Edgewall Software

Switch to the Jinja2 Template Engine

Background

Jinja2 is a template engine that combines the advantages of Genshi (pure Python, nice templates, flexible) and ClearSilver (speed!).

A bit of history first…

Trac started its life in 2005 as a very reactive web application, as the page content was generated with ClearSilver, a template engine written in C. However, as fast as it was, it had serious quirks, troubleshooting errors was quite difficult, installation on Windows was problematic, etc. Enters Genshi in 2006, which proved to be way more flexible, and more convenient to develop with. It was also way slower, but we were confident that this would eventually improve. Trac has been converted to use Genshi for the 0.11 release (2008), and we're using it ever since.

While we managed to keep Genshi memory usage somewhat in control (#6614), the speed was never really adequate, especially for big changesets and for displaying source files over a few thousand lines of code (see TracDev/Performance#Genshi for details). The maintenance of Genshi itself has often proved to be problematic to work with, and some issues remain unsolved (#11184).

Hence the proposal to look into an alternative template engine. Jinja2 had always looked like a very serious candidate. Kajiki was briefly considered, but while the performance was on par with Jinja2, it was not mature enough (see [7acf61ba/cboos.git]). As Jinja2 seemed to hold all its promises (see [7d4b6f84/cboos.git]), the migration effort started in this direction beginning of 2016.

Besides, the Jinja2 template engine has the peripheral benefit of being used by the Django community: trac-dev/KqWPQWuZ63k/GPfda0_PDgAJ.

Overview of activities and progress

There is an experimental branch which supports this proposal: cboos.git@jinja2. A mirror is available in github.

This branch has been reworked and prepared for merge on trunk, in cboos.git@jinja2-trunk-r15341.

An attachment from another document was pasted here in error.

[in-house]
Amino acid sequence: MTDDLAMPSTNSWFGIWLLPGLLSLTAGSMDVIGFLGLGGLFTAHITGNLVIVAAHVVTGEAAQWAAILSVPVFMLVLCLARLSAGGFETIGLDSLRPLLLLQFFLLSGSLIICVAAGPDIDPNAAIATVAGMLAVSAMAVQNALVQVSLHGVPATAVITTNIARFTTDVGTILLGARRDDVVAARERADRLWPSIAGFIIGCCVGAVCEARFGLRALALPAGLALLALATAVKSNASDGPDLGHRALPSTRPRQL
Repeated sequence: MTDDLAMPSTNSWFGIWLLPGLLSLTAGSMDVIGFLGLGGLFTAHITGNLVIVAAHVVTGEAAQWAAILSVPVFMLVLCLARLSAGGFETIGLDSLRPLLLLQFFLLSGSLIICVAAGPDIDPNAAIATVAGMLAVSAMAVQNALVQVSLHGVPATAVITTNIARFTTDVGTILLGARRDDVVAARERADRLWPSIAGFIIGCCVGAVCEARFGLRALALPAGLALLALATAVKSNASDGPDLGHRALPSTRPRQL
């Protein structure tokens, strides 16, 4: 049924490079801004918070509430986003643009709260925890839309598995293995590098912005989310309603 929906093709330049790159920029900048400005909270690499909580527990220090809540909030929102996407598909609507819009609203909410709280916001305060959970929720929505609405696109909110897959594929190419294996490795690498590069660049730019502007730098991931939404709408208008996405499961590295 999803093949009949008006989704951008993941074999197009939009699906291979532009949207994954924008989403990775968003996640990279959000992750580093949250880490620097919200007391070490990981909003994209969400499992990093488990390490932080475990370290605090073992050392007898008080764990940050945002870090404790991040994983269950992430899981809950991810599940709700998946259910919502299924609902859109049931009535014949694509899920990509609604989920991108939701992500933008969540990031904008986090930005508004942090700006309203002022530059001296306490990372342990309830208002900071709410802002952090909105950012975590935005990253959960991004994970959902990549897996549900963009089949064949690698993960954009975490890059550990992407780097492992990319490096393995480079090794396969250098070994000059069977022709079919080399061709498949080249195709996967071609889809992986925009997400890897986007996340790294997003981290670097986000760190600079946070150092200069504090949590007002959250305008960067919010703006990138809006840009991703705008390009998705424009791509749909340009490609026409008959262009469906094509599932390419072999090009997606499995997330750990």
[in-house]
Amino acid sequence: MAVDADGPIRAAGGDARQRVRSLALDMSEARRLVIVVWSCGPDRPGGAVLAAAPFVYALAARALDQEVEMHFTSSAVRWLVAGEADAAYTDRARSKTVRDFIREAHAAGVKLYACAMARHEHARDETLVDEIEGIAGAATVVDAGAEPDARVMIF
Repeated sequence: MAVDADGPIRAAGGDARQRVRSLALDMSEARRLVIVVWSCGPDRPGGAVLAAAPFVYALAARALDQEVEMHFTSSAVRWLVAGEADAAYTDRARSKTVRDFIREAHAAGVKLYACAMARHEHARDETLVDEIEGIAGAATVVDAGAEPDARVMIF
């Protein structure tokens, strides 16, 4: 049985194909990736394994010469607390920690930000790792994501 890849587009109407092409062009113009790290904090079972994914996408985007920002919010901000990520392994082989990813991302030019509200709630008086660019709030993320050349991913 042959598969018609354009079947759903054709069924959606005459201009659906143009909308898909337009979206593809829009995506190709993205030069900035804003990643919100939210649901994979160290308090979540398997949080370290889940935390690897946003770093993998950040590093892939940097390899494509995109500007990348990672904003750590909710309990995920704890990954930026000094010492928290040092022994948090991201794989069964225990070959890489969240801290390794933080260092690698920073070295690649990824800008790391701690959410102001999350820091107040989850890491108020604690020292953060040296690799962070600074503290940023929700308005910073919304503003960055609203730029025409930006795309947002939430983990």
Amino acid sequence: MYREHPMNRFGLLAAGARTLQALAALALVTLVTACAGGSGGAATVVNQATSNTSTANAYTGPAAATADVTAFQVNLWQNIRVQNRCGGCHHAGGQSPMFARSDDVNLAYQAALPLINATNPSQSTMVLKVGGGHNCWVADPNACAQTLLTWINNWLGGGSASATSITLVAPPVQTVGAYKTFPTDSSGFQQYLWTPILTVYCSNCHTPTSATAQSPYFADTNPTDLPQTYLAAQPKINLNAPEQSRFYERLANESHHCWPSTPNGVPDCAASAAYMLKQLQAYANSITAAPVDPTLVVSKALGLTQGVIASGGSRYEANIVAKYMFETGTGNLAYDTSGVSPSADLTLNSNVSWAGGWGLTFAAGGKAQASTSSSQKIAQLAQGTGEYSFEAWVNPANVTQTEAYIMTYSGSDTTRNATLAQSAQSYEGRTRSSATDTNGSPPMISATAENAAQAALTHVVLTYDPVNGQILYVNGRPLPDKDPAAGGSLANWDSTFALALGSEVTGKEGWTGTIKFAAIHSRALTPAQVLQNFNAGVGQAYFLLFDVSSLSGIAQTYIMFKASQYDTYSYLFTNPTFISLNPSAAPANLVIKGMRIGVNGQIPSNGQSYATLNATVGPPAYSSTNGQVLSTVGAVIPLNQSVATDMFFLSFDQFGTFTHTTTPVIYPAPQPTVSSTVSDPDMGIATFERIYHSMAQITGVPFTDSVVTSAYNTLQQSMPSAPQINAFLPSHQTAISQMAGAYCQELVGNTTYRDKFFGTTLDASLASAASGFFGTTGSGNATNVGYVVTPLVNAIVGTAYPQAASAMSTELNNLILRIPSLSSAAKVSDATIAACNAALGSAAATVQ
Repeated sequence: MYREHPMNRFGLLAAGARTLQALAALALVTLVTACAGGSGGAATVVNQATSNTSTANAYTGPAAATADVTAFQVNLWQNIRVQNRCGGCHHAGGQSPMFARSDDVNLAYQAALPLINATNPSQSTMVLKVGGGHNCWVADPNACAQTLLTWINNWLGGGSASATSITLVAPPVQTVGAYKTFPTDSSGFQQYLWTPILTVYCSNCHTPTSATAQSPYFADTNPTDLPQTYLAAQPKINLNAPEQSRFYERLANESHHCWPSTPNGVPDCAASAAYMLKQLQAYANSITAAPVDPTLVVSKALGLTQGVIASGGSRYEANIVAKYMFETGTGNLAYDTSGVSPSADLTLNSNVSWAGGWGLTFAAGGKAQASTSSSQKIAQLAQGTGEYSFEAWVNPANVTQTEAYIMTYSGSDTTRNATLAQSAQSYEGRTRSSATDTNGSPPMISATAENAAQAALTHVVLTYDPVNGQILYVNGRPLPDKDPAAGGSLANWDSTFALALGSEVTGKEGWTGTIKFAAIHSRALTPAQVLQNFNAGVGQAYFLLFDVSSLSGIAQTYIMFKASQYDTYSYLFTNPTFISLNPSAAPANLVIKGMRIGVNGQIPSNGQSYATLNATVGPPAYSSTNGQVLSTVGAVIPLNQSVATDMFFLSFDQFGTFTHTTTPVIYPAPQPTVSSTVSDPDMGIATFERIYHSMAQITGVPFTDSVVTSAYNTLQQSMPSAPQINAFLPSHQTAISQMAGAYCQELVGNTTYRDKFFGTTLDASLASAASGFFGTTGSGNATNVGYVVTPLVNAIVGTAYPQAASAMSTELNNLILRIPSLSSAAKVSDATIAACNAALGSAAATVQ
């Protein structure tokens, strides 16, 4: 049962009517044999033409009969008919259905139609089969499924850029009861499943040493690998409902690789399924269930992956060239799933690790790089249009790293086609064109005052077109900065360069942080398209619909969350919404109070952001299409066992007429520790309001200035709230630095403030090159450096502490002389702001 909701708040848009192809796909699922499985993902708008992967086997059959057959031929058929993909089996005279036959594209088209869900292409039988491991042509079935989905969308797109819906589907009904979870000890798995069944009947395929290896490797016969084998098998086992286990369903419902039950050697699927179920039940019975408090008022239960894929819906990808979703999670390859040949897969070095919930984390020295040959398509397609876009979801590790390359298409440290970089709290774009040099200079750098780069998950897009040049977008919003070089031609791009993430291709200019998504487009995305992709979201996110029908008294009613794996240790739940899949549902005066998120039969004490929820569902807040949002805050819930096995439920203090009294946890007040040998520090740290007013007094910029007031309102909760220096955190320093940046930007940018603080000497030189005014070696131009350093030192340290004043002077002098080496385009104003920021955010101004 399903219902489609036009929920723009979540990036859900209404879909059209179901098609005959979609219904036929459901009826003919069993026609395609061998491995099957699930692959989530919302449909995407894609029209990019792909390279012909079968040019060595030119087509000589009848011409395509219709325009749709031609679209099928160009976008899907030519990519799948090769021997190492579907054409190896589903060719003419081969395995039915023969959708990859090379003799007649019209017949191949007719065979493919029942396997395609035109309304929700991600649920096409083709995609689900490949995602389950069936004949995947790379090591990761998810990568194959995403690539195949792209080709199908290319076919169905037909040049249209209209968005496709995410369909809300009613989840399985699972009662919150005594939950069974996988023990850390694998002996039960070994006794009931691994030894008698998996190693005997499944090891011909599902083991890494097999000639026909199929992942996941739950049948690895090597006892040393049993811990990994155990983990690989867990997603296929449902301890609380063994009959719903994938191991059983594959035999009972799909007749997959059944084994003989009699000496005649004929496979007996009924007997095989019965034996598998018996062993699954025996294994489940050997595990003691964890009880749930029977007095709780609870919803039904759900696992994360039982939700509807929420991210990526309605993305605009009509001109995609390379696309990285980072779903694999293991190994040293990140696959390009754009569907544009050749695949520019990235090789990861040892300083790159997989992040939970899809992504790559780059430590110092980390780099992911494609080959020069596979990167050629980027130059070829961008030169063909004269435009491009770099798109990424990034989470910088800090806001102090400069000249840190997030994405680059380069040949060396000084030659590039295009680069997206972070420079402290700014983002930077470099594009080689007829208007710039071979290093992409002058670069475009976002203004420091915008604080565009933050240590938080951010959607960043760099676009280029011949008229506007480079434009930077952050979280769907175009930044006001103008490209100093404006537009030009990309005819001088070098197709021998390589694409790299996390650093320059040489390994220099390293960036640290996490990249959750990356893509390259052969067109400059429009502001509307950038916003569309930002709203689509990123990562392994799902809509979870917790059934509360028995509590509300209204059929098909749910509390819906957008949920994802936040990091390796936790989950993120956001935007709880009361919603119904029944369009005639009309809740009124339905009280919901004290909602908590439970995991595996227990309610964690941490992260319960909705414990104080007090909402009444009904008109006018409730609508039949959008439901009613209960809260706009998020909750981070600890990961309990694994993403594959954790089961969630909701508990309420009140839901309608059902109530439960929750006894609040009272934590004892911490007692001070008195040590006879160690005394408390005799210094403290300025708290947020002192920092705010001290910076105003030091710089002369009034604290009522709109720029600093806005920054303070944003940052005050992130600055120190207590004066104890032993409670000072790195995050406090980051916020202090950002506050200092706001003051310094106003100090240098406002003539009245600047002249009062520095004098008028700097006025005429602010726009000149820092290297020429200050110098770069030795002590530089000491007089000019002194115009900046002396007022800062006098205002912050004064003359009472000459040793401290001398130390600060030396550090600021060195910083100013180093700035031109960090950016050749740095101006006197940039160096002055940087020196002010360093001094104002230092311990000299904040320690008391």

Status of the branch (2017-01-15):

  • DONE merge on trunk (#12639) — [15406-15474] (#12639)
  • DONE rebase on current trunk
  • DONE support templates in plugins (e.g. SpamFilter plugin) - r15353
  • ported all Genshi templates from trac/tracopt (10703 Jinja2 lines corresponding to 8059 Genshi lines)
  • detailed porting guide: PortingFromGenshiToJinja
  • DONE accesskey support (e.g. use ${accesskey("f")} in templates)
  • DONE clarify upgrade path for plugins that came to rely on ITemplateStreamFilters? 127/898 plugins (14.1%) on trac-hacks.org use filter_stream() → see replacing ITemplateStreamFilter
  • DONE clarify how to handle themeing? → see HtmlTemplates#Jinjaarchitecture
  • DONE rewrite tag builders or use lightweight string templates? → tag Fragment/Element builder API has been reimplemented
  • DONE hack ITemplateStreamFilter support for Jinja2 templates FIXME still a few glitches with that (CDATA gets messed up)
  • DONE site.html replacement, for example try to reproduce t.e.o customizations → TracInterfaceCustomization
  • TODO update l10n guide for plugins CookBook/PluginL10N — partly there, the porting guide has a i18n section
  • open issues:

    #11185
    improve speed of TicketQuery for format=table
    #12161
    Add a Revision Log macro
    #12677
    glitch in ITemplateStreamFilter backward compatibility support